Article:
The Health Care Debate

Sep 15, 2009
***Editor's Note:  John's comments on health care in the September 12-13, 2009 edition of U.S. Farm Report drew plenty of response...below are his comments followed by viewer reaction:

JOHN'S COMMENTARY:
      MOST OF THE NEWS HAS BEEN CENTERED ON HEALTH CARE REFORM AND THE PRESIDENT'S SPEECH.  EVEN FARMERS WATCHING FADING MARKETS AND WAITING FOR GOVERNMENT MEASURMENTS ARE PAYING ATTENTION.
     THEY SHOULD. IF YOU THINK CAREFULLY ABOUT IT, THE REFORMS BEING DISCUSSED COULD HAVE SIGNIFICANT IMPACT ON FARMERS AND THEIR FAMILIES. 
     MANY OF US HAVE TO GET HEALTH INSURANCE COVERAGE AS INDIVIDUALS - AN ORDEAL THAT IS GROWING MORE ARDUOUS EVERY DAY. 
     IN FACT, ONE OF THE MAIN REASONS SO MANY FARM FAMILIES HAVE ONE SPOUSE WORKING OFF-FARM IS TO FIND A GROUP THAT GUARANTEES SOME KIND OF COVERAGE. ASK ANY ONE WITH DIABETES OF A CHILD WITH ASTHMA.
     NOW ADD IN THE PROBLEM OF RECISSION, WHERE COVERAGE IS CANCELLED AFTER A BIG CLAIM DUE TO EVEN TINY OR UNRELATED ERRORS ON THE ORIGINAL APPLICATION.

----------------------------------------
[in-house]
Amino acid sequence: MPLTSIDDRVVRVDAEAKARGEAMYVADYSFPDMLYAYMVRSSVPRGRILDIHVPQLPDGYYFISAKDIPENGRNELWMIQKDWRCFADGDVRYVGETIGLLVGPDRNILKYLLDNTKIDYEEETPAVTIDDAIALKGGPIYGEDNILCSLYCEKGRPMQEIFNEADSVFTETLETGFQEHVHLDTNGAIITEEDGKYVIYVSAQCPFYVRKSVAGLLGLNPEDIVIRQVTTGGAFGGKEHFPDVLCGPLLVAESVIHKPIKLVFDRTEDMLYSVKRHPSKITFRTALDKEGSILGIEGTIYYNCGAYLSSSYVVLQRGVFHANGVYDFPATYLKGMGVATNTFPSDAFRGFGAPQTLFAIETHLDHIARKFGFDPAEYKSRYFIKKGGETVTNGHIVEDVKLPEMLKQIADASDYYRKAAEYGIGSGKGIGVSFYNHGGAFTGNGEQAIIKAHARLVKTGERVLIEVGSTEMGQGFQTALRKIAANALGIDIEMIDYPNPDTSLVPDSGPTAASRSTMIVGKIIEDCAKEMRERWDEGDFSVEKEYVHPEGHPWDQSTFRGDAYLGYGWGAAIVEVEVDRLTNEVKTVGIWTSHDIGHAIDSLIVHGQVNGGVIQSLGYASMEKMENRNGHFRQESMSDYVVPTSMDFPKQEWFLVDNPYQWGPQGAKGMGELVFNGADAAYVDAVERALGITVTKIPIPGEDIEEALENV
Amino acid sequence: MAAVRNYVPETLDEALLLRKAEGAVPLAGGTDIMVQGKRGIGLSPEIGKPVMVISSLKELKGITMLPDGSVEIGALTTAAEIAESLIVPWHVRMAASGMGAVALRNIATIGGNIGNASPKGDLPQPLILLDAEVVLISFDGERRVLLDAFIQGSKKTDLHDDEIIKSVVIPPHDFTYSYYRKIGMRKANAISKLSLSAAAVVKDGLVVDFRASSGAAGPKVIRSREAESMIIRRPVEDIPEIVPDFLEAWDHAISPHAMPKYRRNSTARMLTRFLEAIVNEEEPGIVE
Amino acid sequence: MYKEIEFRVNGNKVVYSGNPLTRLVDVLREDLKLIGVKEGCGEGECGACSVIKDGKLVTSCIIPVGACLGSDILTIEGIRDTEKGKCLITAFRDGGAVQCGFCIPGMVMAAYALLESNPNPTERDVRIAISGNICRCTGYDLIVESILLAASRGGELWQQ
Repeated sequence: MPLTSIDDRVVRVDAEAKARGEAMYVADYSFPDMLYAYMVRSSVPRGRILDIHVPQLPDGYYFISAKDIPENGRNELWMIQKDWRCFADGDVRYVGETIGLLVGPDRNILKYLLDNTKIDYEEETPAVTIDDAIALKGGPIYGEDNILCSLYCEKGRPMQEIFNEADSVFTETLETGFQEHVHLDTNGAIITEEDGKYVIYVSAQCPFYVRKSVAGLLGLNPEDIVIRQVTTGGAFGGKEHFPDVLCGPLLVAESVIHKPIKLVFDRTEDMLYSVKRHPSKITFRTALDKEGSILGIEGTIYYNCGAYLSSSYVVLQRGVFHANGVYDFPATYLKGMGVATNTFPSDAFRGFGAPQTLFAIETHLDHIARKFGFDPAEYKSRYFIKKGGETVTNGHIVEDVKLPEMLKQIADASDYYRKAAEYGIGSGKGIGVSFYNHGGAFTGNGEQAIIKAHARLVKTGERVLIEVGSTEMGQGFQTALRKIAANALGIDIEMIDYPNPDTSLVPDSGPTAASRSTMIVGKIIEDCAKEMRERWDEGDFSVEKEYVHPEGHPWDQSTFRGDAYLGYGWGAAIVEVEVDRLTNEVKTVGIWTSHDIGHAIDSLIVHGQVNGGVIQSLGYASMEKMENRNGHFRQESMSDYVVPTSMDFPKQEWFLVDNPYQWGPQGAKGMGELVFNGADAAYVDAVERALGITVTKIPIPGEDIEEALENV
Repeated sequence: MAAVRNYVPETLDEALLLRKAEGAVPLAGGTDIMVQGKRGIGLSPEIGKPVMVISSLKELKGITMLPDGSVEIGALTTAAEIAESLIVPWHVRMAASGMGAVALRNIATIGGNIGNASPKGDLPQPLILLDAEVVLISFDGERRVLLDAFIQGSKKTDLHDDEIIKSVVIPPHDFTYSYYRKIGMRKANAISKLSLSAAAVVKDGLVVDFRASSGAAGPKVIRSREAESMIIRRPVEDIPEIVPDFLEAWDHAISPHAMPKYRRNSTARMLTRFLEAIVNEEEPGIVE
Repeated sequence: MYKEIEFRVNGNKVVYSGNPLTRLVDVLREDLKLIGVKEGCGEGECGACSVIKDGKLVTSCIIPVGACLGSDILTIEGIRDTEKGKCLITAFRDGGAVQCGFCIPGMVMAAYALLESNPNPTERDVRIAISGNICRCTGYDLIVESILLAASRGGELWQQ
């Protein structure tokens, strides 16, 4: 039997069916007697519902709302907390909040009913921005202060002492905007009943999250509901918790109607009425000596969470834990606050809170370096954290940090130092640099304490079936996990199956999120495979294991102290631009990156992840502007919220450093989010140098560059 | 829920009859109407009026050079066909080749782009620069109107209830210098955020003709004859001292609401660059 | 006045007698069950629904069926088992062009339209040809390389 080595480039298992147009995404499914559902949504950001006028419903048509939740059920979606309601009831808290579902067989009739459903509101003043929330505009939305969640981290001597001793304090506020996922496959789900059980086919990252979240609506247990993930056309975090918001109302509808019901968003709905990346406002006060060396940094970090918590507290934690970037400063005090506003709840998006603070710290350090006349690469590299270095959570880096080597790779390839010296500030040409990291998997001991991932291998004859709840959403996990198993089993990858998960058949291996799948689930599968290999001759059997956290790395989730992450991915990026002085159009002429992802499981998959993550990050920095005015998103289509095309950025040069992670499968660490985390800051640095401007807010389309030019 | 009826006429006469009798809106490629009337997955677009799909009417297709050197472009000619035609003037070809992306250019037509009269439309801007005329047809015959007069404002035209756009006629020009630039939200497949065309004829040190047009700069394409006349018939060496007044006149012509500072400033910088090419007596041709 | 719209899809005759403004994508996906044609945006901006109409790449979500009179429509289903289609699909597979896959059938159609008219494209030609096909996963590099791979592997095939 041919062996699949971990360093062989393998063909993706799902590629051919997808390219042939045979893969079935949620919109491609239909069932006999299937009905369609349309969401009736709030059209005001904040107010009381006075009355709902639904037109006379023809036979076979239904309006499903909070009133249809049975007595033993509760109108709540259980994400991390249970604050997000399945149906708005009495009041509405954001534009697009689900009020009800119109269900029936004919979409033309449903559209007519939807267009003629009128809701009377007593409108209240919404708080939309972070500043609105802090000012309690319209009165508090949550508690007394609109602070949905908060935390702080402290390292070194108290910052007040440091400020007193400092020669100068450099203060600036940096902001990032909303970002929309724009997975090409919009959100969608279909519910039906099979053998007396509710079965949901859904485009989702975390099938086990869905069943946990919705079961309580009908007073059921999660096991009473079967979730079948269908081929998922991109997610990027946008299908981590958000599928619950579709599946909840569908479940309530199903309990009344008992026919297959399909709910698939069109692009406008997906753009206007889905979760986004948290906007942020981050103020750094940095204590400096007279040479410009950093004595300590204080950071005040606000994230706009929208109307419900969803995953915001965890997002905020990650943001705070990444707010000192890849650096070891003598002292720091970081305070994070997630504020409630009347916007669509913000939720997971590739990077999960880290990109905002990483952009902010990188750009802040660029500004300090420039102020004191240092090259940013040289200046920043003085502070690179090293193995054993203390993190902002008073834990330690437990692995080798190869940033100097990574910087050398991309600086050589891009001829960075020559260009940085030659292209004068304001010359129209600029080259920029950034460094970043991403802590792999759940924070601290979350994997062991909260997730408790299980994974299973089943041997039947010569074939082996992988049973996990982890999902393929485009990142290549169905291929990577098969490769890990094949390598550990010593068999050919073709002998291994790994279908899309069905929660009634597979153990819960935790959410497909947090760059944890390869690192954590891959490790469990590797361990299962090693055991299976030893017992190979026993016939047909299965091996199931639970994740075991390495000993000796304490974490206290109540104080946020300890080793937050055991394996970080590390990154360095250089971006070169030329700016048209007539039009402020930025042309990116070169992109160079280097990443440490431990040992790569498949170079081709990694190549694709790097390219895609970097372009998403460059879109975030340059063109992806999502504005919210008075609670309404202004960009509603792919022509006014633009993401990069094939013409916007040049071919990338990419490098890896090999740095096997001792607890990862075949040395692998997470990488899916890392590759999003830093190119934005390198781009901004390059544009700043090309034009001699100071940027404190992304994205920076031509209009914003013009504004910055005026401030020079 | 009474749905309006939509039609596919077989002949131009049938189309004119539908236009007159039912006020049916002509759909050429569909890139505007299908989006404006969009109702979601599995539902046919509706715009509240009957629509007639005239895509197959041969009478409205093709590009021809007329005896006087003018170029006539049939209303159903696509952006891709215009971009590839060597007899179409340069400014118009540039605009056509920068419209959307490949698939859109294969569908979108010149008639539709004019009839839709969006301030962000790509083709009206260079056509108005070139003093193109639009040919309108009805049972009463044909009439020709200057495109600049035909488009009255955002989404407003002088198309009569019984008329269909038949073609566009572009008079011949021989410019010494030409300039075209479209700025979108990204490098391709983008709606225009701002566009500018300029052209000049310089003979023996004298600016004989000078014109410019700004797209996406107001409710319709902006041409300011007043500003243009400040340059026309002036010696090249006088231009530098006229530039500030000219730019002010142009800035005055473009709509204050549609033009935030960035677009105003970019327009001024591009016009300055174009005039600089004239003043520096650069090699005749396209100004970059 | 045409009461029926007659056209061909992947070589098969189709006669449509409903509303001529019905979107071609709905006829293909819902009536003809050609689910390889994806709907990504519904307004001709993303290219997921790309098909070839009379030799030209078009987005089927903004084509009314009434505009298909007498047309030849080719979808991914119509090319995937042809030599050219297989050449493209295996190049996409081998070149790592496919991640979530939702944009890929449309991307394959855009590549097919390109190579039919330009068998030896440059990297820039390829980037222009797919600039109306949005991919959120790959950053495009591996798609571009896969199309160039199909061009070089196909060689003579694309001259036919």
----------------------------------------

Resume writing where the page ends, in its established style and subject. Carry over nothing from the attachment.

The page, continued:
DESPITE THE HEATED RHETORIC, IT SHOULD BE NOTED THAT BOTH SIDES OF CONGRESS APPEAR TO AGREE ON NEW REGULATIONS TO END THESE PRACTICES. 
     HOW TO PAY FOR THEM IS ANOTHER MATTER, BUT THE ODDS ARE THESE PROBLEMS COULD SOON BE EASED.
     NOW IMAGINE HOW FARM FAMILIES WOULD CHANGE IF FEAR OF GETTING OR LOSING HEALTH COVERAGE WAS NOT AN EVERYDAY FEAR. I THINK WE WOULD SEE MANY MORE SPOUSES WORKING SIDE BY SIDE, FOR STARTERS.
     BUT BETTER STILL, I THINK REMOVING THIS HEADACHE WOULD ENABLE PRODUCERS TO DEAL BETTER WITH THE IMMENSE BUSINESS CHALLENGES AHEAD.

VIEWER REACTION:
#1:
   The majority of my co-workers are only there for the healthcare benefits to cover other family members working in the agriculture community or elsewhere or eligible to retire won't for the cost of healthcare premiums, co-pays, deductibles, that all continue to rise. Not to mention the hassle it is to communicate with healthcare insurance companies that continually deny coverage resulting in bankruptcy.
   Insurance companies have a monopoly on every aspect of our lives: life, burial, home, auto, to name a few. I am in favor of a single payer healthcare as is in other countries where healthcare has been levitated to a basic human right, not a privilege as in the United States of America.
Michael S. Braniff
Willmar, Minnesota

#2: